A poor photocopy machine operator falls in love and starts copying money in Jorge Furtado's intermittently amusing but ultimately scattered feature bow. Magnetic young thesp Lazaro Ramos handles the title role with verve and humor. A much shorter version would be a prerequisite to finding offshore audiences for this offbeat Columbia co-prod.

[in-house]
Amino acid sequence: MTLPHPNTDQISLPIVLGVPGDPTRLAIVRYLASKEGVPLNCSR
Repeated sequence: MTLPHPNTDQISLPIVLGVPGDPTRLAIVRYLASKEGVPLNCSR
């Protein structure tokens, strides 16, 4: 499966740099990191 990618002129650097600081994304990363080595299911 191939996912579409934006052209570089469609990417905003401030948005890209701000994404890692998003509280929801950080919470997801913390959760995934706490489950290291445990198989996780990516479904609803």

A poor photocopy machine operator falls in love and starts copying money in Jorge Furtado’s intermittently amusing but ultimately scattered feature bow, “The Man Who Copied.” Magnetic young thesp Lazaro Ramos (“Madame Sata”) handles the title role with verve and humor, but he’s not enough to hold together two hours of story that swings from social realism to rags-to-riches comedy to accidental murder. A much shorter version would be a prerequisite to finding offshore audiences for this offbeat Columbia co-prod.Andre (Ramos) draws imaginative cartoons, but the only job he can find is pushing buttons on a copy machine. On a salary of $300 a month, he can’t aspire to much. Marinez (Luana Piovani), the sexy blonde he works with, candidly admits she’ll only give her virginity to a man with enough money to change her life. That also excludes the frustrated salesman (Pedro Cardoso) she dates. Andre develops a crush on Silvia (Leandra Leal), an ordinary girl in the next building. After spying on her through binoculars, he slowly gets up the courage to talk to her. At least half the film is spent making her acquaintance, which requires him to photocopy a real 50 dollar bill. When he successfully passes on the counterfeit money, tale spins into a wholly unconvincing fantasy of bank robbery, winning the lottery, and murderous revenge. Coolly narrated by Ramos in a deadpan voiceover, the story often provokes a smile. It is enlivened by bursts of animation, presumably from Andre’s pen. Furtado does a fine job recreating the depressed social and economic scene of Porto Alegre in southern Brazil. Music, which ranges from Bach and Mozart to Creedence Clearwater Revival, also has its moments.